I recently read this article that was ferreted out by one of our readers, Cassidy. As you may recall, we have talked of Jeanne Reames before. Her PhD thesis was on Hephaestion, and she is one of his foremost scholars. I have been drawn to her work, because she sees many things about Hephaestion in the same light as I do though we do differ at times. This article which can be found here:
deals with Alexander and Hephaestion’s relationship and whether or not it was sexual in nature. Those of you who have been around for a while know that this is my least favorite topic when it comes to these two. I am in no way shape or form homophobic. In fact, one of my favorite hobbies is reading male-male romance stories. I find common ground in the “otherness” and loneliness that is often at the center of these stories. However, I absolutely hate the attempt to make these two the poster boys for gay romance. Reames agrees somewhat with this view.
Like me, she does not deny that their was a relationship between the two, and that that relationship was the most important in each their lives. She states:
In terms of affectional attachment, Hephaistion–not any of Alexander’s three wives–was the king’s life partner. Whatever the truth of any sexual involvement, their emotional attachment has never been seriously questioned. No doubt as teenagers, both had learned from Aristotle some version of what he would later write in his Nikomachean Ethics–that perfect love was the highest friendship (1156b), and that friendship was a state of being, not a feeling (1157b). Moreover, Aristotle speaks of the friend as the ‘second self’ (1170b) and indicates that there is only one special friend (1171a).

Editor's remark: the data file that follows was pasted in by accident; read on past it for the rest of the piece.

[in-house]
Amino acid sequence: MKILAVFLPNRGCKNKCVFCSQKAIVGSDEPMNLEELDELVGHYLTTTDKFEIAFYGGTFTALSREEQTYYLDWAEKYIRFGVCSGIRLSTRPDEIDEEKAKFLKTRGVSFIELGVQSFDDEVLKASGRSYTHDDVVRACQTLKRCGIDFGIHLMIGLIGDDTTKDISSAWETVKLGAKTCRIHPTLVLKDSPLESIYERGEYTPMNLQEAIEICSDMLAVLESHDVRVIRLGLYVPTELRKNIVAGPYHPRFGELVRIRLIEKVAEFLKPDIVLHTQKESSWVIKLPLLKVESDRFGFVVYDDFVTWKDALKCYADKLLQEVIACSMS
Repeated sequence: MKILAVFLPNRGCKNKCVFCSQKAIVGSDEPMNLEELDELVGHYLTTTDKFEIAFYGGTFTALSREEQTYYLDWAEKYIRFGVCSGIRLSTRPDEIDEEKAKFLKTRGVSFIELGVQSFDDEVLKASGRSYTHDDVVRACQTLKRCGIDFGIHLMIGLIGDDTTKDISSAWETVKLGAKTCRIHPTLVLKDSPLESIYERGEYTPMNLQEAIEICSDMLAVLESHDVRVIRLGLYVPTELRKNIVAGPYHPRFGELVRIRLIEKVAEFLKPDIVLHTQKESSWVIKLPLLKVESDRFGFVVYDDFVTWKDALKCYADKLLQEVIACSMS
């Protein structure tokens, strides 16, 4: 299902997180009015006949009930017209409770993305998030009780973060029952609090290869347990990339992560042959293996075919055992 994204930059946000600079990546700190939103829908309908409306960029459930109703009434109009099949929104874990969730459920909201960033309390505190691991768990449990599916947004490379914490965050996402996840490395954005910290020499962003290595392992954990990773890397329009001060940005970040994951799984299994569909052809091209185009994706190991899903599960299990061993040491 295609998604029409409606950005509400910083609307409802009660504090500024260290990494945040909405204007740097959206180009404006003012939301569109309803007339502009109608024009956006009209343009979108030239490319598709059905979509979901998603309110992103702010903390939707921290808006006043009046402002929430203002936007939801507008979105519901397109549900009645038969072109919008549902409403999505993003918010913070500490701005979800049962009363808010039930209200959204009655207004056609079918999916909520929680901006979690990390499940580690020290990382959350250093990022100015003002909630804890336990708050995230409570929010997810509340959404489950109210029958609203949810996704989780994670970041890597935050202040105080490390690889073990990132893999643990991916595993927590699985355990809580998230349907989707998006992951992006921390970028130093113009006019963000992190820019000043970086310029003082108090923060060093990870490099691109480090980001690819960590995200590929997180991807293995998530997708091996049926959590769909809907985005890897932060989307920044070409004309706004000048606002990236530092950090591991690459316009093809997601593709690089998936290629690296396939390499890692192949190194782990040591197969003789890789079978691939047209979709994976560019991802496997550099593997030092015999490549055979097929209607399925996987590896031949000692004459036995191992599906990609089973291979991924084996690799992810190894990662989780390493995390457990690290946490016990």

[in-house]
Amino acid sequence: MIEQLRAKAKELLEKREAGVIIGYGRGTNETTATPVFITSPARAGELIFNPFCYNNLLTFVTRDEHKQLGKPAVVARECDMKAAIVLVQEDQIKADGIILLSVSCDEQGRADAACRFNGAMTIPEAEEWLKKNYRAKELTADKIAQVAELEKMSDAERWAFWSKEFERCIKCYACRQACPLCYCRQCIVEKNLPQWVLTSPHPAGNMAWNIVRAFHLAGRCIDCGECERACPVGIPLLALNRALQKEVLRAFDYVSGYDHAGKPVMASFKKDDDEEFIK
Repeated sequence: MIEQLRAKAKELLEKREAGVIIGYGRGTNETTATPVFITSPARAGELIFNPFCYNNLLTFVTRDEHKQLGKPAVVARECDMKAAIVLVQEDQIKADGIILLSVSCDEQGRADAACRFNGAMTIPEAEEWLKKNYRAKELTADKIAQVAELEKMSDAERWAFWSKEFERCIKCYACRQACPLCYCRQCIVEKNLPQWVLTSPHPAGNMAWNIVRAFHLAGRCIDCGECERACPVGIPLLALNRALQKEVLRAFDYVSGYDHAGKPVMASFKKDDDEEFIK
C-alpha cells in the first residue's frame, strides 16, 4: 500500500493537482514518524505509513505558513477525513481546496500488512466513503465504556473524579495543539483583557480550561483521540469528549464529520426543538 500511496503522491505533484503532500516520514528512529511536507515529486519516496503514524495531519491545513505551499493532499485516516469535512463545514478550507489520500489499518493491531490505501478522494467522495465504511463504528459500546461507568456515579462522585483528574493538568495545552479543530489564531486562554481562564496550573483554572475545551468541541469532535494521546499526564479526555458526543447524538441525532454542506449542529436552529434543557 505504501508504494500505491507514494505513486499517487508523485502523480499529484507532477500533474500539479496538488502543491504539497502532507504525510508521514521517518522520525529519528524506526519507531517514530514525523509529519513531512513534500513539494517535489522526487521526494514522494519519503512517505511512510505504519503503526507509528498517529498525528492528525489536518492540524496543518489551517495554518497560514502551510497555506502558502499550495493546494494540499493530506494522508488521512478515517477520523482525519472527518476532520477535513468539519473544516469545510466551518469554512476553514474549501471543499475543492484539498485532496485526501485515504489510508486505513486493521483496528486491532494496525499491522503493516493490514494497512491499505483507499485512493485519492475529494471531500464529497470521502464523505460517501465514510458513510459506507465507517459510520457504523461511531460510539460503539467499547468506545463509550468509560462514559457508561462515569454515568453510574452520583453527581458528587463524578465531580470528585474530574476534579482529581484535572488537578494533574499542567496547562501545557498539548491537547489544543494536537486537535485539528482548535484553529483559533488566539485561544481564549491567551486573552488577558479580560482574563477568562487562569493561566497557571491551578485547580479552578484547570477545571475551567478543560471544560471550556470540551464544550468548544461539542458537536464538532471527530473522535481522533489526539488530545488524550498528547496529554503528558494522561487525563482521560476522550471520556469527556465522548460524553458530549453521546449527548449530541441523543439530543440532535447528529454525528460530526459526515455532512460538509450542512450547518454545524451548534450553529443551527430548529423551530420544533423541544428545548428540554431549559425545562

I fully agree with this. I have long thought that much as Alexander is reported to have told Sisygambis upon meeting her that these two men were two halves of the same whole. In Hephaestion, Alexander found a constant source of unquestioned support. As a man who was used to contention in his life, whether it be between his parents or between he and his men, in Hephaestion he had someone who would listen to anything he would say and offer sound, quiet advice. In fact, I have long supposed that Hephaestion served as a brake on a sometimes erratic likely bipolar Alexander. He was Alexander’s moral compass. A single word from Hephaestion was often far more powerful that the loudest challenge from one of his generals or dissenters.
Reames goes on to point out the following about the relationship when the question of sex is brought up:
I do think it quite possible that Alexander and Hephaistion were physically intimate at some point. I do not necessarily think, however, that they were still physically intimate in the latter years, though they may have been. Mostly, I don’t think it greatly significant to the affection they held for one another.
This is the very point I have always tried to make. Whether or not they had sex at some point, it doesn’t matter when considering the overall strength of their relationship and to attempt to reduce their relationship to simply a sexual one is a massive insult to both men. It is entirely possible to have a relationship with another person that goes beyond the basic bonds of friendship but in no way includes a sexual component. In fact, my best friend and I have a very similar relationship. We are closer than friends, but are not family by blood. Though attraction may have existed at some point, we have mutually agreed that it has no place in our current relationship. There is no need for sex between us, because there is no way to be emotionally closer than we already are. In each other, we have found an unquestioned source of support and an understanding mind.
I know that to deny a sexual relationship between Alexander and Hephaestion sets me against all the Farrell-Letoers out there among others. However, I brave their disapprobation to stand by my point. As always, these posts are intended to open a dialogue so feel free to comment.